Child Feeding Sanity for the Holidays
Holidays typically involve loads of excitement, sweets, distractions, and snacking. Here are some common situations you may run into followed by strategies for managing them:
Difficult behavior from relatives:
- Constantly feeding your kids or encouraging grazing
- Giving them lots of sweets
- Hovering over your child’s plate, frequently interfering with their eating with reminders, bribes, and pressure to eat or eat more
Difficult behavior from your kids:
- Too distracted to eat
- Grazing and munching all day long
- Tantrums and meltdowns at the table
Distracted Kids who Won’t Eat
Sometimes it’s anxiety over strange food, sometimes it’s feeling overwhelmed by so many “strangers,” and sometimes they can hardly wait to go play with their cousins. Whatever the reason, it’s normal for young kids to have tiny appetites for big Holiday meals. Let go of your expectations, take the pressure off, prepare to enjoy the food yourself and tell your child: “You don’t have to eat anything, but it is family time, so sit with us for a few minutes.” Chances are your child will find something on the table that’s edible once he gets comfortable. If he does not, see the next section on “structure” and plan for a snack in a couple of hours. Finally, it’s ok if your child eats more at a sit down snack (with only you sitting with him) and eats very little at the big feast.
Let Structure Save the Day
- Stick to structured eating times. Despite a different schedule, set some structured eating times anyway. Plan for snacks between meals and don’t let kids graze.
- Don’t try to control what other people serve, but do ask that they save all food for your kids’ meals or snack times rather than give them nibbles all day long.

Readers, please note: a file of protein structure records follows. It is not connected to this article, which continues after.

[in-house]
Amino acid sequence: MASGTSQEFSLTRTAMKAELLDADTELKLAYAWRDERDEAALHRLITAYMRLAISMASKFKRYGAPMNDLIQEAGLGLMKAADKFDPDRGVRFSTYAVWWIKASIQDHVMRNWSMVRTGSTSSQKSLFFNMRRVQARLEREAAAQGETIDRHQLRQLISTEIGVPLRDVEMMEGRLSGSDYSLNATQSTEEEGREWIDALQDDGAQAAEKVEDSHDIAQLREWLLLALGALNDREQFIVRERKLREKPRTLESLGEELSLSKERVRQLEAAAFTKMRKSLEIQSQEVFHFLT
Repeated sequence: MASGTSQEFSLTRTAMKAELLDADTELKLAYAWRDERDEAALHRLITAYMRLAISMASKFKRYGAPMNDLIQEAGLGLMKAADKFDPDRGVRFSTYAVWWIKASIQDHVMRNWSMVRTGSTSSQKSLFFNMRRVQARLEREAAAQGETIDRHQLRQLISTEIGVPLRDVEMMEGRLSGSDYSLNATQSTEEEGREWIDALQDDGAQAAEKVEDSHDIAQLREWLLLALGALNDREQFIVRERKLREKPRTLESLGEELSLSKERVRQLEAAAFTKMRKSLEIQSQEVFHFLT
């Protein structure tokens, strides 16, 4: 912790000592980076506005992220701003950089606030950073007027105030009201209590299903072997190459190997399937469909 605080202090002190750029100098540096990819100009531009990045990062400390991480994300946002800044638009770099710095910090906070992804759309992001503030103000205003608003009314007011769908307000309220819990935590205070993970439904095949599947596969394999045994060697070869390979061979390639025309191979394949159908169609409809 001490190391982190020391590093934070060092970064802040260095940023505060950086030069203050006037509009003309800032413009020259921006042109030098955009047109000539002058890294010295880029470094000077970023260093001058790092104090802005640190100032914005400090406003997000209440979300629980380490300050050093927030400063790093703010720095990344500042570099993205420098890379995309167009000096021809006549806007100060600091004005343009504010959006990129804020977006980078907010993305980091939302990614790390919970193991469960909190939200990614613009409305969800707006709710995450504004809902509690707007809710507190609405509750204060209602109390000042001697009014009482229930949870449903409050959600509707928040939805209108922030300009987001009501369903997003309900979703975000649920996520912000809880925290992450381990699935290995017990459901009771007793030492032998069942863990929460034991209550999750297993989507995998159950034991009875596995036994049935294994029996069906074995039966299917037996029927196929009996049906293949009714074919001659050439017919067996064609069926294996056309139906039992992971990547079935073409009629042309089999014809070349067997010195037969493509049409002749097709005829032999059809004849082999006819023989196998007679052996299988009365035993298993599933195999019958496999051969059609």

- Don’t make readily available treats off limits, but do insist that your kids wait to eat until the next meal/snack time.
- Have your kids sit down for meals and snacks rather than let them run around with food.
Kids tend to want what they can’t have…or can’t have in satisfying quantity, so be wise but not controlling:
- It’s wise to keep dessert to one portion during a meal, but offer an opportunity to eat an unlimited quantity at a snack time. A whole plate of Grandma’s famous Christmas cookies with some milk will go far to neutralize their power. And the chance to get their fill of a favorite special sweet now and then allows children an opportunity to learn to self-regulate.
- Consider serving dessert alongside your child’s plate at the start of the meal. Nothing can mellow out a whiny kid at supper like seeing his sliver of pie right there next to the turkey, potatoes, and Brussels sprouts. If it’s not your house, and you don’t control when the dessert comes out, then just let them enjoy their share regardless of how much they eat of their meal.
With grandparents, aunts and uncles who think it’s their job to police your child’s forkfuls, pressure them to eat what they aren’t comfortable eating, or otherwise interfere, have some choice phrases in your arsenal that will support your child and inform your relatives he doesn’t need help:
- “Auntie thinks you will enjoy this food, but it is your choice whether or not to try it”
- “You have strong ideas of what you like and dislike, and that’s okay!”
- “Someday you might love fish, but it’s okay that you don’t want to try it right now.”
- “You really listen to your body when it tells you it’s full. That’s great!”
- “Yes, she is selective. I know when she is a teenager I will really appreciate her skill in being selective with who she chooses to date.”
- “Thanks, Uncle Jim, he sees how much we enjoy this. Sooner or later, he’ll enjoy it too.”
If all of this seems like too much work, it’s totally okay to relax and “let it go!” Because, after all, it’s only a short blip in the grand scheme of things. You’ll be back to your normal routine in no time.
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